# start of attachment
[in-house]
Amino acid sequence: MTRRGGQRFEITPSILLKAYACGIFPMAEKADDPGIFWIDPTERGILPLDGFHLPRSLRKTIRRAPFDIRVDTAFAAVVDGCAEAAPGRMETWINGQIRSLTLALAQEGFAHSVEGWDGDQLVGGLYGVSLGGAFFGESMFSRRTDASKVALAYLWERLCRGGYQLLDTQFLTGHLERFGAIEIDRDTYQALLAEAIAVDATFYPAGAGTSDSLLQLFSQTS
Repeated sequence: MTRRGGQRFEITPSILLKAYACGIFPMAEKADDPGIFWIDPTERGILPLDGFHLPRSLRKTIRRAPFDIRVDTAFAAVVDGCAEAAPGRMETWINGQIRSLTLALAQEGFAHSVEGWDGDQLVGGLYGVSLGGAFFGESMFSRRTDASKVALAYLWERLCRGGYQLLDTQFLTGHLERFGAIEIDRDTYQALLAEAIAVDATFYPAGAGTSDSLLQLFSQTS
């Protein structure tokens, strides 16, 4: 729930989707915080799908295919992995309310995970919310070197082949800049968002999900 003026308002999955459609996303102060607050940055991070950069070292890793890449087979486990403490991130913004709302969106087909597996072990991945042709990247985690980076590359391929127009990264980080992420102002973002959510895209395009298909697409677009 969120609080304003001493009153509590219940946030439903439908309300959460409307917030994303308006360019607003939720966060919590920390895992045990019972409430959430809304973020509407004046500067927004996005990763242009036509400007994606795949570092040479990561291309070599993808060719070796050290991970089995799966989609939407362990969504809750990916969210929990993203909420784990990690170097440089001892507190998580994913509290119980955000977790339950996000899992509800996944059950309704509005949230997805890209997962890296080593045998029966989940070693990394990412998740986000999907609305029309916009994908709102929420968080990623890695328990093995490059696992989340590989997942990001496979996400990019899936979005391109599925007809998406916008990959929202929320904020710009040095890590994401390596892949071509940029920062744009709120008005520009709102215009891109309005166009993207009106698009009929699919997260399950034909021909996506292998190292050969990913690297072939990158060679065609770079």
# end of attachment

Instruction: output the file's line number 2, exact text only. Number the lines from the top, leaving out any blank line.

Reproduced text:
Amino acid sequence: MTRRGGQRFEITPSILLKAYACGIFPMAEKADDPGIFWIDPTERGILPLDGFHLPRSLRKTIRRAPFDIRVDTAFAAVVDGCAEAAPGRMETWINGQIRSLTLALAQEGFAHSVEGWDGDQLVGGLYGVSLGGAFFGESMFSRRTDASKVALAYLWERLCRGGYQLLDTQFLTGHLERFGAIEIDRDTYQALLAEAIAVDATFYPAGAGTSDSLLQLFSQTS